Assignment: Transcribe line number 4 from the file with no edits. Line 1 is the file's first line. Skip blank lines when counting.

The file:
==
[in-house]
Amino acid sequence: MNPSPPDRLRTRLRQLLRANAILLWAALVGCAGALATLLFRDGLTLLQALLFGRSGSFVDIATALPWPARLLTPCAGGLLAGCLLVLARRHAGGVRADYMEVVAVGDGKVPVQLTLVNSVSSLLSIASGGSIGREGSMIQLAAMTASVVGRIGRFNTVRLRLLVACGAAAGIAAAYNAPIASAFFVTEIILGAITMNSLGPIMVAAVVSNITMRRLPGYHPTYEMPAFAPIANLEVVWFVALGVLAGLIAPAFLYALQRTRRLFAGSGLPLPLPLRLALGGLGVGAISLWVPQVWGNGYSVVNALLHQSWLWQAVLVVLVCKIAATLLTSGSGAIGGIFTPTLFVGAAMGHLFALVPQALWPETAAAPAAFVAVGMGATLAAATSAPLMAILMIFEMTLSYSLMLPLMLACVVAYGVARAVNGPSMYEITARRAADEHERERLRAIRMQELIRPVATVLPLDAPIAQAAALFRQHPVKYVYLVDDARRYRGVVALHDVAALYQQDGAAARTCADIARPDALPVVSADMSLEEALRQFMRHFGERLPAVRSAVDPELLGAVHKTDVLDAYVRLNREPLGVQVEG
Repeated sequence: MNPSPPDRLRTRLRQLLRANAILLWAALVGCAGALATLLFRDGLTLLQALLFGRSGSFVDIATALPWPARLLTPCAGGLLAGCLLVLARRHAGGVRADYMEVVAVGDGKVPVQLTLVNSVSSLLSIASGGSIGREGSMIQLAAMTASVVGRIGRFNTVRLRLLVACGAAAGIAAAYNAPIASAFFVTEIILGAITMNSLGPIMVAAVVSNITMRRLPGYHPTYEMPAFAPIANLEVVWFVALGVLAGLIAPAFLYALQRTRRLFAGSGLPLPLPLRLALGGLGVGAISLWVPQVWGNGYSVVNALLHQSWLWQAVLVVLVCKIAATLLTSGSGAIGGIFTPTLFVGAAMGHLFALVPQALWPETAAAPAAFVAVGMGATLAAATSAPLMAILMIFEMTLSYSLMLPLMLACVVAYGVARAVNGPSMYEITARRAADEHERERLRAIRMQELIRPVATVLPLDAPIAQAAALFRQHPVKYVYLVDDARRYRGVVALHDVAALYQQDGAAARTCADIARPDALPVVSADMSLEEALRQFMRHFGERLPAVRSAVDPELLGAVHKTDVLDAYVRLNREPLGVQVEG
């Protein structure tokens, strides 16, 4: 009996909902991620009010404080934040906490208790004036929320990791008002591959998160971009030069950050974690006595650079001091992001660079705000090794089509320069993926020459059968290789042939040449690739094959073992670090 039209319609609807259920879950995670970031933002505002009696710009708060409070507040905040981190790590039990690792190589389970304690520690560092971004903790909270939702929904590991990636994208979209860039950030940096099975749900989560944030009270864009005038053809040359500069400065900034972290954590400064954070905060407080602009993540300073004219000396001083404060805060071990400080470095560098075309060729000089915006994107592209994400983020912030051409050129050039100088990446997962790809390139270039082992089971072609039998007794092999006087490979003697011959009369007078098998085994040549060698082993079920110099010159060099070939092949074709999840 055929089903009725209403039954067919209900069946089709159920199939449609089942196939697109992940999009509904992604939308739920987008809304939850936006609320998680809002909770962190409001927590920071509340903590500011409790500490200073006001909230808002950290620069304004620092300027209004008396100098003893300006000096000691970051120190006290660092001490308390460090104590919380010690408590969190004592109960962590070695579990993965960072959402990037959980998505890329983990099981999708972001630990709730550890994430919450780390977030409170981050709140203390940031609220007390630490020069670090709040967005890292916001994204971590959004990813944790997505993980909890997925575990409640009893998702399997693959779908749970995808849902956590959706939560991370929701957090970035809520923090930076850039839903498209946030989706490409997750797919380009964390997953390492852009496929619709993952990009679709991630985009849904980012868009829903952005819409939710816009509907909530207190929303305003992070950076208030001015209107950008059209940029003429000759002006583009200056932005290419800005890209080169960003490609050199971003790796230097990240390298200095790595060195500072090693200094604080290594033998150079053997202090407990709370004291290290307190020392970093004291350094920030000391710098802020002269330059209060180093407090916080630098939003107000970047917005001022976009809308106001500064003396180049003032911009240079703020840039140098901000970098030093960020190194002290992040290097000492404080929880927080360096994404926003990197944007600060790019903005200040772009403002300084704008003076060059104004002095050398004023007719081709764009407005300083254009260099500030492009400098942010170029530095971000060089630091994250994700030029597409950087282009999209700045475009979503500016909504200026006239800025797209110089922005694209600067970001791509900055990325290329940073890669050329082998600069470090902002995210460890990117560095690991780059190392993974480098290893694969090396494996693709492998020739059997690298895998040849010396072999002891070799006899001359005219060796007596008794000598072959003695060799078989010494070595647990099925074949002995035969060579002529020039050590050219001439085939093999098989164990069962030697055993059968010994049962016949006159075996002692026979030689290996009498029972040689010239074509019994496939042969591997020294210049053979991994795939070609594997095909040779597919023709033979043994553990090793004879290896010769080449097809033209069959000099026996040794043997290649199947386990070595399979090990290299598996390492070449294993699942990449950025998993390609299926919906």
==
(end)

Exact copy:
């Protein structure tokens, strides 16, 4: 009996909902991620009010404080934040906490208790004036929320990791008002591959998160971009030069950050974690006595650079001091992001660079705000090794089509320069993926020459059968290789042939040449690739094959073992670090 039209319609609807259920879950995670970031933002505002009696710009708060409070507040905040981190790590039990690792190589389970304690520690560092971004903790909270939702929904590991990636994208979209860039950030940096099975749900989560944030009270864009005038053809040359500069400065900034972290954590400064954070905060407080602009993540300073004219000396001083404060805060071990400080470095560098075309060729000089915006994107592209994400983020912030051409050129050039100088990446997962790809390139270039082992089971072609039998007794092999006087490979003697011959009369007078098998085994040549060698082993079920110099010159060099070939092949074709999840 055929089903009725209403039954067919209900069946089709159920199939449609089942196939697109992940999009509904992604939308739920987008809304939850936006609320998680809002909770962190409001927590920071509340903590500011409790500490200073006001909230808002950290620069304004620092300027209004008396100098003893300006000096000691970051120190006290660092001490308390460090104590919380010690408590969190004592109960962590070695579990993965960072959402990037959980998505890329983990099981999708972001630990709730550890994430919450780390977030409170981050709140203390940031609220007390630490020069670090709040967005890292916001994204971590959004990813944790997505993980909890997925575990409640009893998702399997693959779908749970995808849902956590959706939560991370929701957090970035809520923090930076850039839903498209946030989706490409997750797919380009964390997953390492852009496929619709993952990009679709991630985009849904980012868009829903952005819409939710816009509907909530207190929303305003992070950076208030001015209107950008059209940029003429000759002006583009200056932005290419800005890209080169960003490609050199971003790796230097990240390298200095790595060195500072090693200094604080290594033998150079053997202090407990709370004291290290307190020392970093004291350094920030000391710098802020002269330059209060180093407090916080630098939003107000970047917005001022976009809308106001500064003396180049003032911009240079703020840039140098901000970098030093960020190194002290992040290097000492404080929880927080360096994404926003990197944007600060790019903005200040772009403002300084704008003076060059104004002095050398004023007719081709764009407005300083254009260099500030492009400098942010170029530095971000060089630091994250994700030029597409950087282009999209700045475009979503500016909504200026006239800025797209110089922005694209600067970001791509900055990325290329940073890669050329082998600069470090902002995210460890990117560095690991780059190392993974480098290893694969090396494996693709492998020739059997690298895998040849010396072999002891070799006899001359005219060796007596008794000598072959003695060799078989010494070595647990099925074949002995035969060579002529020039050590050219001439085939093999098989164990069962030697055993059968010994049962016949006159075996002692026979030689290996009498029972040689010239074509019994496939042969591997020294210049053979991994795939070609594997095909040779597919023709033979043994553990090793004879290896010769080449097809033209069959000099026996040794043997290649199947386990070595399979090990290299598996390492070449294993699942990449950025998993390609299926919906």